I am a DCPS Principal: Rahman Branch
Principal, Ballou High School
Principal Rahman Branch, Ballou High School
Principal Branch introduces First Lady Michelle Obama at an event at Ballou.
Rahman Branch has been the principal of Ballou High School for the past three years. We asked him about his role as a leader and how he is working to create the best possible learning environment for all of his students.
As a leader, what is the vision that you hold for your school?
I have a vision for what kids can accomplish and how I can be an aid in helping them accomplish great things.
To me, education is a true form of liberation. Our desire is to make sure that our kids are globally competitive, and to become globally competitive, you need a strong educational background.
The true way toward having the American dream is becoming globally competitive for college and a career, so students can improve upon themselves, their families and the community.
What’s the role that special education plays at your school? How do you make special education a priority at your school?
I believe that all of us have our own challenges and that there is no cookie cutter approach to education. The special education population is one that stands out as a constant reminder that we have to be able to educate children with multiple challenges in various ways so they can be successful.
Every child is not born the same way, but every child has the opportunity and right to be educated, and the right to the same successes as their counterparts. We are reminded in our decision-making that we are holding every child’s interest.
What do you think is your school’s greatest asset?
Our greatest asset is our staff. We have a staff that is highly committed to making sure our children are globally competitive. They are willing to walk on water and through walls. They are that kind of group, and I wouldn’t trade them for anyone else.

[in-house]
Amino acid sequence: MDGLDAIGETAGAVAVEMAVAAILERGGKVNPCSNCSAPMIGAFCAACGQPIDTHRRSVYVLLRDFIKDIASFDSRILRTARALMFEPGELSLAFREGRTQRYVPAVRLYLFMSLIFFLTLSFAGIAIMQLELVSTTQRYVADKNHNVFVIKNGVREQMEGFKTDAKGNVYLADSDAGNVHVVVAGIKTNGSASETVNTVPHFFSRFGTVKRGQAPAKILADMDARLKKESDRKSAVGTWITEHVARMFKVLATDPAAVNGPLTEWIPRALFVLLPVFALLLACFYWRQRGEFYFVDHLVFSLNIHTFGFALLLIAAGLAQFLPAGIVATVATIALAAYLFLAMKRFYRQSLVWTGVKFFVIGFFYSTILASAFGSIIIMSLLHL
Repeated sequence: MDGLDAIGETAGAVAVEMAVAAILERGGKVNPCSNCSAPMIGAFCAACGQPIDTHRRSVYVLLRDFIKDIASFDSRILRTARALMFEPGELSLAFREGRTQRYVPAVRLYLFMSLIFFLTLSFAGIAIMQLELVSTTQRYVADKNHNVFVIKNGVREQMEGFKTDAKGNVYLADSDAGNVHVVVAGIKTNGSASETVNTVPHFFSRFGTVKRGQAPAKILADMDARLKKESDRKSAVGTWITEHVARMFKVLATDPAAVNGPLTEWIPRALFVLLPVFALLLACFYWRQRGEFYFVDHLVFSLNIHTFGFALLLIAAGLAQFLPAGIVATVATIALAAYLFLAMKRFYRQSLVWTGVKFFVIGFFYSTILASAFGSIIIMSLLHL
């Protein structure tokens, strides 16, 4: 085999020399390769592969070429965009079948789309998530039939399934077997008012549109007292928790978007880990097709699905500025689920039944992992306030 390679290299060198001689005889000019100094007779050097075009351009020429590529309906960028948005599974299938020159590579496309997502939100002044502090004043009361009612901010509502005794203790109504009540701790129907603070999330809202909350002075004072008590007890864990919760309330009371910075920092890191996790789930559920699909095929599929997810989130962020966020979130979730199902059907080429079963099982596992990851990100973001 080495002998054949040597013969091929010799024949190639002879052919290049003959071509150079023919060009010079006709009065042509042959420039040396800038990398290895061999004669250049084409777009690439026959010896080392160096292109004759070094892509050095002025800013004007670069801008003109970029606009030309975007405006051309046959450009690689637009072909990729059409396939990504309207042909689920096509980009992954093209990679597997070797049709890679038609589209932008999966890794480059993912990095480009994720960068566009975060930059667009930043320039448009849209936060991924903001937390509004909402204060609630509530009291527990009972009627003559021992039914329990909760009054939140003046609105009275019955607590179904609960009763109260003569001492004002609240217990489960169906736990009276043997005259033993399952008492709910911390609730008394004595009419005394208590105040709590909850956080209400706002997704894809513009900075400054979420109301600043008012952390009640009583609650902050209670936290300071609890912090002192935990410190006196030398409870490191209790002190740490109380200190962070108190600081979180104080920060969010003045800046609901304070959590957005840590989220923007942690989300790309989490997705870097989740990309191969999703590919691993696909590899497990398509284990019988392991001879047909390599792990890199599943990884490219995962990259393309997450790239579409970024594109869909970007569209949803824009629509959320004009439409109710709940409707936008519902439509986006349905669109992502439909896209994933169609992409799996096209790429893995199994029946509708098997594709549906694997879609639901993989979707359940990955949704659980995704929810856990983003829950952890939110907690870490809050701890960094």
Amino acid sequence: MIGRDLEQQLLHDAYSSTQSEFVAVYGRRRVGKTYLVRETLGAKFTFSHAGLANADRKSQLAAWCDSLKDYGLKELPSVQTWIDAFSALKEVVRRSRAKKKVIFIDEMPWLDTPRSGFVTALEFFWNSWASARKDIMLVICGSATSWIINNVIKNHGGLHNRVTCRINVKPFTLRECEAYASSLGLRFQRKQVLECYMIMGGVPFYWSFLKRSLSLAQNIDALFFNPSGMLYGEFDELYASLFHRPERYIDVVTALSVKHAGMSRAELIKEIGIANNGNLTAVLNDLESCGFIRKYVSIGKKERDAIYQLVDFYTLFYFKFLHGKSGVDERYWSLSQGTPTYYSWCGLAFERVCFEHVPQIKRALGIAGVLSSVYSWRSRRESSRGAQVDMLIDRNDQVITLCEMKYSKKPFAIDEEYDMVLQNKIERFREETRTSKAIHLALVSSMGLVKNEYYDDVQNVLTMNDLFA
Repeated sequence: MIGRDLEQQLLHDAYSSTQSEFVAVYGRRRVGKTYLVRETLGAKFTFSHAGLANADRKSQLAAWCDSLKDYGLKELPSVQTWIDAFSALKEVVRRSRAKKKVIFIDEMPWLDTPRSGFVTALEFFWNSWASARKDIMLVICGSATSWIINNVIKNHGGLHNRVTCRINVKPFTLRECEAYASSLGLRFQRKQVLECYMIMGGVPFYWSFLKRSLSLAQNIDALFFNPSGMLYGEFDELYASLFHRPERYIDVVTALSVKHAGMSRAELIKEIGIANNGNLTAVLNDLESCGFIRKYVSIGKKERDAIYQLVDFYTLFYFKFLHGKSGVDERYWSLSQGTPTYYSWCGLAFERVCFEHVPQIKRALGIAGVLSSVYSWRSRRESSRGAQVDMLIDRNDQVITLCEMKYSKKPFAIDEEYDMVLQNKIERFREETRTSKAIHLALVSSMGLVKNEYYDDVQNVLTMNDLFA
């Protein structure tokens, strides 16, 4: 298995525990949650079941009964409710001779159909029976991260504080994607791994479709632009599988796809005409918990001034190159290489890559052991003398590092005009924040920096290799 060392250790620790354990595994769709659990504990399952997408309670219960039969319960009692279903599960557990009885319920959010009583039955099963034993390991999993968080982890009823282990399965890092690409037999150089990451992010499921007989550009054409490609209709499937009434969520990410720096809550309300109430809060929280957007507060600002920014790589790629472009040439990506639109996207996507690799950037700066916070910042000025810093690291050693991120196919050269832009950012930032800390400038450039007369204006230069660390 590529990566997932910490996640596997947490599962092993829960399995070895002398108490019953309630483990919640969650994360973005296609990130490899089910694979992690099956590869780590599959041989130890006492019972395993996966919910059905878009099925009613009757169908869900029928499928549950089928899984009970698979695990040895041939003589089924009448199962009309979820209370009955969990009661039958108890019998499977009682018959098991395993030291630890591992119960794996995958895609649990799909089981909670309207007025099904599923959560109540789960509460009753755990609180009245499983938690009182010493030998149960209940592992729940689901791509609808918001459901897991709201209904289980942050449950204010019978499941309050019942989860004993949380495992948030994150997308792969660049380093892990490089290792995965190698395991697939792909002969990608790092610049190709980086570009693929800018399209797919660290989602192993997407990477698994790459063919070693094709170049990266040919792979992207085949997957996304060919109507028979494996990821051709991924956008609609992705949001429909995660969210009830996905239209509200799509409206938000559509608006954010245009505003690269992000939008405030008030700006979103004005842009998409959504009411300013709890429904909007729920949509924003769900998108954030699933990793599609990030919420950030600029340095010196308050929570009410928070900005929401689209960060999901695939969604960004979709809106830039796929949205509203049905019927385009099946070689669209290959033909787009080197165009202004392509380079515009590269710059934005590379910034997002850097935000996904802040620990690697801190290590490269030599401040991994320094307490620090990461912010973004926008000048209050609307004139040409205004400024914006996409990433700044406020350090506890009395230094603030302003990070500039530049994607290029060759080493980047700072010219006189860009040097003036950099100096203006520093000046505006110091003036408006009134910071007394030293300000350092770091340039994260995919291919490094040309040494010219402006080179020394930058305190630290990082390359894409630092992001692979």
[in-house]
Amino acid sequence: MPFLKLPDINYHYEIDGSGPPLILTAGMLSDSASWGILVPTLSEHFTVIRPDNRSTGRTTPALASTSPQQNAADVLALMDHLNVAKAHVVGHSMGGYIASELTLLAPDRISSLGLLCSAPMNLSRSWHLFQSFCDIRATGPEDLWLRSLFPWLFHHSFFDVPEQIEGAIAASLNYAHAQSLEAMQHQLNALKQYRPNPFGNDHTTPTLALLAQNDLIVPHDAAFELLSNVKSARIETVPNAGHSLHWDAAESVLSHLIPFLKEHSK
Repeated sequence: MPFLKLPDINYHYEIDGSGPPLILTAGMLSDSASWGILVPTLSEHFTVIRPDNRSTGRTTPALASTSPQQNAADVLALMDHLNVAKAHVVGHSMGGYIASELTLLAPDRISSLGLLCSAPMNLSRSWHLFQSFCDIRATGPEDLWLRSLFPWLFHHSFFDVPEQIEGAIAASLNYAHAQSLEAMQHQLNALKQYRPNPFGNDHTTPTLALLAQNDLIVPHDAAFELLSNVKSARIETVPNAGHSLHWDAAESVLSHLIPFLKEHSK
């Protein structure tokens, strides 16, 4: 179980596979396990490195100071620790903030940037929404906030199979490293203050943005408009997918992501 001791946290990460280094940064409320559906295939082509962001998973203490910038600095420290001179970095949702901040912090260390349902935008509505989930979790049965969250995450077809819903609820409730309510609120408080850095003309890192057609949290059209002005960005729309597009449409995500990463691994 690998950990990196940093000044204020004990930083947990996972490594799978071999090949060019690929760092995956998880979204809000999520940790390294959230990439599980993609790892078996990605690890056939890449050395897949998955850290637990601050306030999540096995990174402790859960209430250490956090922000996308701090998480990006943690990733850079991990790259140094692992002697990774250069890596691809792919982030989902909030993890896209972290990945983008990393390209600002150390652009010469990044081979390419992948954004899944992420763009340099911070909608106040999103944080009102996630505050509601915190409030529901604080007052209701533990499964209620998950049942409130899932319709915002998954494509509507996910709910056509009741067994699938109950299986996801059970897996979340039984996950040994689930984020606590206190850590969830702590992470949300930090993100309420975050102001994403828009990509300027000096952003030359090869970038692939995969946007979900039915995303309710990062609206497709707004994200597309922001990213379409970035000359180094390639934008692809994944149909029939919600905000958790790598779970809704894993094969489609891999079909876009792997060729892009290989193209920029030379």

What about your students inspire you?
I always say that the walk from home to school for my children is one that most people can’t do. Most people can’t endure what our children go through just to make it to school on time. It’s that sort of tenacity that’s inspiration – you can’t get that everywhere.
What do you think makes for a great educator? What do you look for in your teachers?
Someone who is well versed in what he or she is teaching, someone who is highly reflective in his or her practice, and someone who is willing to stay with the fight and to stick in there.
I look for that tenacity. I look for someone who is willing to go the distance, to commit to our students the same way we ask them to commit to us. Someone who is not afraid to be vulnerable and confident at the same time, and who will work with these kids as if they are their own.
Tell us about a teacher who inspired you when you were a student.
Ms. Armstrong was my third grade teacher. She was somebody who made sure every child in the classroom found success.
For me, finding success meant tackling my most difficult subject – math. As a result, she instilled in me academically a work ethic that I haven’t lost today.
What’s something your students would be surprised to find out about you?
I am the possessor of three gold albums – music, like youth development, is a life-long passion.